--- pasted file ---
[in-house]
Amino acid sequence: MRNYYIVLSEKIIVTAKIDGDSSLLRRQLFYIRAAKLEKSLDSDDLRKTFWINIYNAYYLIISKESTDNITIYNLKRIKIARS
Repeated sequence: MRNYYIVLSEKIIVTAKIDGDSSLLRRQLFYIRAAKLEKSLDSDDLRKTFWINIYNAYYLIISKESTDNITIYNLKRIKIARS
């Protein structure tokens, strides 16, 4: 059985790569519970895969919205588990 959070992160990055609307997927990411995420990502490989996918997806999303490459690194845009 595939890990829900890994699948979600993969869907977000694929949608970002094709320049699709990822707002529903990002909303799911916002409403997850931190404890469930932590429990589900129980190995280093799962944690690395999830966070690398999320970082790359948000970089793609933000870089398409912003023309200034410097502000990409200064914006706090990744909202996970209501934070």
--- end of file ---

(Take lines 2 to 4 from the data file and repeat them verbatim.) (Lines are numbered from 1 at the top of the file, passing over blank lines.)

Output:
Amino acid sequence: MRNYYIVLSEKIIVTAKIDGDSSLLRRQLFYIRAAKLEKSLDSDDLRKTFWINIYNAYYLIISKESTDNITIYNLKRIKIARS
Repeated sequence: MRNYYIVLSEKIIVTAKIDGDSSLLRRQLFYIRAAKLEKSLDSDDLRKTFWINIYNAYYLIISKESTDNITIYNLKRIKIARS
């Protein structure tokens, strides 16, 4: 059985790569519970895969919205588990 959070992160990055609307997927990411995420990502490989996918997806999303490459690194845009 595939890990829900890994699948979600993969869907977000694929949608970002094709320049699709990822707002529903990002909303799911916002409403997850931190404890469930932590429990589900129980190995280093799962944690690395999830966070690398999320970082790359948000970089793609933000870089398409912003023309200034410097502000990409200064914006706090990744909202996970209501934070």